People with Type I OI, the mildest and most common form, may have only a handful of fractures or as many as several dozen fractures in a lifetime. They may have few obvious signs of the disorder. There usually is little or no bone deformity. Height is less affected than in other types of OI. People with Type I OI are often similar in height to other family members. Muscle weakness, joint laxity, and flat feet are common. Dislocations and sprains may occur as well as fractures. Life expectancy appears to be average.
Type II OI is the most severe form. Infants are quite small and are usually born with multiple fractures, an unusually soft skull, and an unstable neck. Limbs may be disproportionately small and legs may fall into a frog-like position. The head may be large for the size of the body. Almost all infants with Type II OI die at or shortly after birth, often due to respiratory problems. In the newborn period, it can be difficult to distinguish between Type II and severe Type III OI. This means that some children diagnosed clinically as Type II at birth may actually have Type III OI and have a longer life expectancy.
People with Type III OI are born with fractures. X-rays may reveal healed fractures that occurred before birth. Common signs include short stature, progressive long bone deformities, spinal curvature, and a barrel-shaped rib cage. People with Type III OI may have anywhere from several dozens to several hundred fractures in a lifetime. Surgical correction of long bone bowing and scoliosis is common. Life expectancy varies. Some people with Type III OI have severe, sometimes fatal, respiratory problems in infancy or childhood. Some children and adults with severe Type III OI may require supplemental oxygen. Some individuals succumb to respiratory problems in adulthood due to progressive rib cage and spine deformities. Other people with Type III OI will have a near-average life span.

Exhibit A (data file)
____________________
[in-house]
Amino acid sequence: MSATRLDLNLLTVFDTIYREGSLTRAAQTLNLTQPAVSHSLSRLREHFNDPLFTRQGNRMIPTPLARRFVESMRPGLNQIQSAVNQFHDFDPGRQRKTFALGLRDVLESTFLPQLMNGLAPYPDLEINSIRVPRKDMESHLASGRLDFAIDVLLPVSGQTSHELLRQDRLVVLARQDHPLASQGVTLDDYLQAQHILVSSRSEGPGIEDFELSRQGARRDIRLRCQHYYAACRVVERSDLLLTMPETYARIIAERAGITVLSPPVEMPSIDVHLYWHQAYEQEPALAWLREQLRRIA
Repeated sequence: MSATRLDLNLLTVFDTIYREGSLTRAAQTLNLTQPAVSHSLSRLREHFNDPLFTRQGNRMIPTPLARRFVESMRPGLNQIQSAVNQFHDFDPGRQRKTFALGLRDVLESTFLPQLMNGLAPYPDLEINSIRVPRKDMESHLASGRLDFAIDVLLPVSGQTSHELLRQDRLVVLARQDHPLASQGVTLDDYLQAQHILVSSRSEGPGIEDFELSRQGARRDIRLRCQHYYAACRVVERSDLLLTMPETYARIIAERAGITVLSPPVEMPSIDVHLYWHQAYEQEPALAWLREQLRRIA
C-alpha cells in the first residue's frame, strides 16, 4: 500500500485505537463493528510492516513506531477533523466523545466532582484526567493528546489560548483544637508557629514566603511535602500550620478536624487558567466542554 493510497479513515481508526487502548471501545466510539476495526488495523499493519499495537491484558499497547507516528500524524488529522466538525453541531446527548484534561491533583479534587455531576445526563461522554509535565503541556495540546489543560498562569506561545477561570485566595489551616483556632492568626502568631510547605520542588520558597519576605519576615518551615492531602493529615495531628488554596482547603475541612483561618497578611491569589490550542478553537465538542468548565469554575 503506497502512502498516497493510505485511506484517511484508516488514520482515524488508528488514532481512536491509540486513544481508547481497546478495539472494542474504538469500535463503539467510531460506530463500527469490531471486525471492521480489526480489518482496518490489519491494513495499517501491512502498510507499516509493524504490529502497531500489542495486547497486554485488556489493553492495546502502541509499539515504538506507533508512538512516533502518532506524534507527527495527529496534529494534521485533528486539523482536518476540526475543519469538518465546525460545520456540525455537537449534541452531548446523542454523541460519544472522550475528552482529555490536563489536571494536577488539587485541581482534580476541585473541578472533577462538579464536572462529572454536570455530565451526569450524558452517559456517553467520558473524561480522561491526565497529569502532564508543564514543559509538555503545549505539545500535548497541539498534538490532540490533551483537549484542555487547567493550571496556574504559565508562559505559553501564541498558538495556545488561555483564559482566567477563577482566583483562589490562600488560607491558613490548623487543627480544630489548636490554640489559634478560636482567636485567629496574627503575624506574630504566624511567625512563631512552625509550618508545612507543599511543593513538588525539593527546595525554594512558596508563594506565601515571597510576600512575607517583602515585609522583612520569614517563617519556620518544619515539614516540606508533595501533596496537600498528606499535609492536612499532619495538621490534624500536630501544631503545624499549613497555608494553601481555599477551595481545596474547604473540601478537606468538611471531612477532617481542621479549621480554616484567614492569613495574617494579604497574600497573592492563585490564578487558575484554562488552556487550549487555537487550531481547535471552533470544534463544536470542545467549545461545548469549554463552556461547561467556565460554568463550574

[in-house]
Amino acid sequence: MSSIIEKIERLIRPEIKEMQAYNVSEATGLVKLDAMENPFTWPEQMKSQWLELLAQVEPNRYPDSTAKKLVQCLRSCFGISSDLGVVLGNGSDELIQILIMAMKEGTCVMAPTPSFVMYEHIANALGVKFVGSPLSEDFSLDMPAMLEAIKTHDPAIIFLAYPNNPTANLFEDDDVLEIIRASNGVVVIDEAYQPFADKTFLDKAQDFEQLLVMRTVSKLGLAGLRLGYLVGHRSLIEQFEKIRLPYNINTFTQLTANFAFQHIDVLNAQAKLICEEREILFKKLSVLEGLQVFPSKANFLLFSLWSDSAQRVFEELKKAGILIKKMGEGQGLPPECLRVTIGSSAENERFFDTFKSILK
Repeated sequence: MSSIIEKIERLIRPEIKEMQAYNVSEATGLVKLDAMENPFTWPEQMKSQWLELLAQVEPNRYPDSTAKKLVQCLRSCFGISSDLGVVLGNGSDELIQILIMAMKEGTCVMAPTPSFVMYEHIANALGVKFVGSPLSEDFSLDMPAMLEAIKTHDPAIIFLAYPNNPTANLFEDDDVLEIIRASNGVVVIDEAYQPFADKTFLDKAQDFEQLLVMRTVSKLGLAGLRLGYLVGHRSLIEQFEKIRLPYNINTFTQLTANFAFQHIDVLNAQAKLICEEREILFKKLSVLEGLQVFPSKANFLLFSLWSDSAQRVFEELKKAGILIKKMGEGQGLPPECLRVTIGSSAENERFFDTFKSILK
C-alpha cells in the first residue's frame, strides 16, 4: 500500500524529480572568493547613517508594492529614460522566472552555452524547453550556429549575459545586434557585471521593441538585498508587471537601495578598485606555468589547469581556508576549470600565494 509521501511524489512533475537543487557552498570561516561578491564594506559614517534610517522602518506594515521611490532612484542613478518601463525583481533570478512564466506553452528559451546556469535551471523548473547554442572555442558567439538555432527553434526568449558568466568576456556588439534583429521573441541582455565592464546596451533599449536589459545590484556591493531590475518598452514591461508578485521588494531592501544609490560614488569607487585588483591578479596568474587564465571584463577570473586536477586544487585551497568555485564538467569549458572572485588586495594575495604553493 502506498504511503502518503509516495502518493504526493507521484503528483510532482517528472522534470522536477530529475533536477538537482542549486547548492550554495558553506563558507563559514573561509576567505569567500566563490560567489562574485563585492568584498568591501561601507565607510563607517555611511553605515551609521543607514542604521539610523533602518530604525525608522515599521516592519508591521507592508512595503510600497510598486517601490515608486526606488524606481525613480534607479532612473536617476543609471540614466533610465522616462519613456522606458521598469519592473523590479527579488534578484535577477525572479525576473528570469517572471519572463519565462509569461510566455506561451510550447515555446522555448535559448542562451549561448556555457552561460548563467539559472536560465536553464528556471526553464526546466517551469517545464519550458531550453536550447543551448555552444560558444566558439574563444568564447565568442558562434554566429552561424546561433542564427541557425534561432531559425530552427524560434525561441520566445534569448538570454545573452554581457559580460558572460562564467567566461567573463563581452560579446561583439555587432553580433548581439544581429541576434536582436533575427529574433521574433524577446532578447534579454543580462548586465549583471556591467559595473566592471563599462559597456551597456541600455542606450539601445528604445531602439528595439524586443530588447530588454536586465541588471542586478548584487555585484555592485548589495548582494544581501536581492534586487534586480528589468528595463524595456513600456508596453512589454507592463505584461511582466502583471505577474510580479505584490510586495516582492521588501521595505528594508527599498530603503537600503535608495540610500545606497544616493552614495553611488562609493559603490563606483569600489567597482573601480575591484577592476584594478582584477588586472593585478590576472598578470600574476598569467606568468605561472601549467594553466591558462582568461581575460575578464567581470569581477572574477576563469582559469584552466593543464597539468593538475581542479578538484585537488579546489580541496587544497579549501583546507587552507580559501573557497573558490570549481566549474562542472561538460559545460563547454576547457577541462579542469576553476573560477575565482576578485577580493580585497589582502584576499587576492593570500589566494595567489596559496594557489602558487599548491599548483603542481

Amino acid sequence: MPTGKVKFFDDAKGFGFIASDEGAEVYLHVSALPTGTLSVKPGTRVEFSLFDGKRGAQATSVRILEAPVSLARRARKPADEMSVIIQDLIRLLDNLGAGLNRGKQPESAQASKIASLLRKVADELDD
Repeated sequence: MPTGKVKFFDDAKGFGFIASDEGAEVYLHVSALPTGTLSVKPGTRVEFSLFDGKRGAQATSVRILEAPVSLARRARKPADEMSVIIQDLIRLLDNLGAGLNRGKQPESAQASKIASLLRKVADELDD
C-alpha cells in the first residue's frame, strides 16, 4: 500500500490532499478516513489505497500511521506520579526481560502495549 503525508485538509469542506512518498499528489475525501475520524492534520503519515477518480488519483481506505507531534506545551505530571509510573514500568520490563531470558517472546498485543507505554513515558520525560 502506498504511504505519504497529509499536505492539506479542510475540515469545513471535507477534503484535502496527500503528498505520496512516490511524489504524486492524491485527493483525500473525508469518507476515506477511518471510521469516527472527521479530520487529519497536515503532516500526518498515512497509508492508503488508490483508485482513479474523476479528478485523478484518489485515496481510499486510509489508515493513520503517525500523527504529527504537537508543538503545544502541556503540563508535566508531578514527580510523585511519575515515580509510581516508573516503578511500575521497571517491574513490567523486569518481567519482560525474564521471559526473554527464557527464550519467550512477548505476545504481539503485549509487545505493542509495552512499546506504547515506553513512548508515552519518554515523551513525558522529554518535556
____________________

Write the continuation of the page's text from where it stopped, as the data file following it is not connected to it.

Type IV OI is the moderate type of OI. The clinical picture can be similar to Type I OI or more like Type III OI. People with this form of OI may be somewhat shorter than others in their family, have frequent fractures that decrease after puberty, and have mild to moderate bone deformity. Life expectancy appears to be average.
Type V is moderate in severity and is similar to Type IV in appearance and symptoms. Identifying features include hypertrophic calluses that may form at fracture or surgical procedure sites and restricted forearm rotation due to calcification of the membrane between the radius and ulna.
Type VI is another moderate form and is similar to Type IV in appearance. This is an extremely rare form. It is distinguished by a characteristic mineralization defect that can be seen in biopsied bone.
How Is OI Inherited?
Osteogenesis imperfecta (OI) is a genetic disorder. Most cases (90 percent) are caused by a faulty gene that reduces either the amount or the quality of type 1 collagen throughout the body. These mutations are inherited in a dominant manner. The other 10 percent of cases are caused by mutations in other genes that are inherited in either a dominant or a recessive manner.